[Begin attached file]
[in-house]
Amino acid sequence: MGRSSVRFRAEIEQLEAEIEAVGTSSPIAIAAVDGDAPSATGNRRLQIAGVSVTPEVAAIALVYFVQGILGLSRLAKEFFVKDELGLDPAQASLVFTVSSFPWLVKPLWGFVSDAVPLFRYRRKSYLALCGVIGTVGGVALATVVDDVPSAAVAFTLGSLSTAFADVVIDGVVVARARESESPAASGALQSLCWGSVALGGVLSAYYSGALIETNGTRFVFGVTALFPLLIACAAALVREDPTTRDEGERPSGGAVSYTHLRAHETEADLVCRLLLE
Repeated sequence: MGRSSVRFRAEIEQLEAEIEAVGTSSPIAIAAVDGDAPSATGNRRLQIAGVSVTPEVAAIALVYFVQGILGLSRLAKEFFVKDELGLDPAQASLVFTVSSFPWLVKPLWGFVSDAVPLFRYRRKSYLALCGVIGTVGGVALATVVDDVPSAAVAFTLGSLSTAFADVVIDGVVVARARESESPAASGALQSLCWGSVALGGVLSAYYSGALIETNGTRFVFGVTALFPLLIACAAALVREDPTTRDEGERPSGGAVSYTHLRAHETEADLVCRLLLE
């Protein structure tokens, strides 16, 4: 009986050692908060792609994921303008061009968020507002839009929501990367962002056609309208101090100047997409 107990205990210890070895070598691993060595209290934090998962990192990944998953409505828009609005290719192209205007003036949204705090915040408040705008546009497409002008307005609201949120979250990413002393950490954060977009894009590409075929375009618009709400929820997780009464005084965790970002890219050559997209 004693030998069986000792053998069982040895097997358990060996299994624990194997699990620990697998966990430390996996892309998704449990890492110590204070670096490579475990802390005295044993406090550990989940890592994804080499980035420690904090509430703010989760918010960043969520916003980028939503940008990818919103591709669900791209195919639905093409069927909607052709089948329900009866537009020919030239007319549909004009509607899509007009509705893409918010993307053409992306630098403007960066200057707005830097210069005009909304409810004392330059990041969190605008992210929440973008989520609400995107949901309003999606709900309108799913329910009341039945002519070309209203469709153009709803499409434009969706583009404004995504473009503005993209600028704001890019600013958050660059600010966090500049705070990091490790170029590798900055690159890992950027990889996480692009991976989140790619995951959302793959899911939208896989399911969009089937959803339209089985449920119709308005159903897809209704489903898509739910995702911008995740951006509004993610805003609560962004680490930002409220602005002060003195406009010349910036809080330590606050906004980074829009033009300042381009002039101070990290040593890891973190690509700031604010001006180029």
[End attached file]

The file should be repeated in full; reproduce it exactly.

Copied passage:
[in-house]
Amino acid sequence: MGRSSVRFRAEIEQLEAEIEAVGTSSPIAIAAVDGDAPSATGNRRLQIAGVSVTPEVAAIALVYFVQGILGLSRLAKEFFVKDELGLDPAQASLVFTVSSFPWLVKPLWGFVSDAVPLFRYRRKSYLALCGVIGTVGGVALATVVDDVPSAAVAFTLGSLSTAFADVVIDGVVVARARESESPAASGALQSLCWGSVALGGVLSAYYSGALIETNGTRFVFGVTALFPLLIACAAALVREDPTTRDEGERPSGGAVSYTHLRAHETEADLVCRLLLE
Repeated sequence: MGRSSVRFRAEIEQLEAEIEAVGTSSPIAIAAVDGDAPSATGNRRLQIAGVSVTPEVAAIALVYFVQGILGLSRLAKEFFVKDELGLDPAQASLVFTVSSFPWLVKPLWGFVSDAVPLFRYRRKSYLALCGVIGTVGGVALATVVDDVPSAAVAFTLGSLSTAFADVVIDGVVVARARESESPAASGALQSLCWGSVALGGVLSAYYSGALIETNGTRFVFGVTALFPLLIACAAALVREDPTTRDEGERPSGGAVSYTHLRAHETEADLVCRLLLE
């Protein structure tokens, strides 16, 4: 009986050692908060792609994921303008061009968020507002839009929501990367962002056609309208101090100047997409 107990205990210890070895070598691993060595209290934090998962990192990944998953409505828009609005290719192209205007003036949204705090915040408040705008546009497409002008307005609201949120979250990413002393950490954060977009894009590409075929375009618009709400929820997780009464005084965790970002890219050559997209 004693030998069986000792053998069982040895097997358990060996299994624990194997699990620990697998966990430390996996892309998704449990890492110590204070670096490579475990802390005295044993406090550990989940890592994804080499980035420690904090509430703010989760918010960043969520916003980028939503940008990818919103591709669900791209195919639905093409069927909607052709089948329900009866537009020919030239007319549909004009509607899509007009509705893409918010993307053409992306630098403007960066200057707005830097210069005009909304409810004392330059990041969190605008992210929440973008989520609400995107949901309003999606709900309108799913329910009341039945002519070309209203469709153009709803499409434009969706583009404004995504473009503005993209600028704001890019600013958050660059600010966090500049705070990091490790170029590798900055690159890992950027990889996480692009991976989140790619995951959302793959899911939208896989399911969009089937959803339209089985449920119709308005159903897809209704489903898509739910995702911008995740951006509004993610805003609560962004680490930002409220602005002060003195406009010349910036809080330590606050906004980074829009033009300042381009002039101070990290040593890891973190690509700031604010001006180029």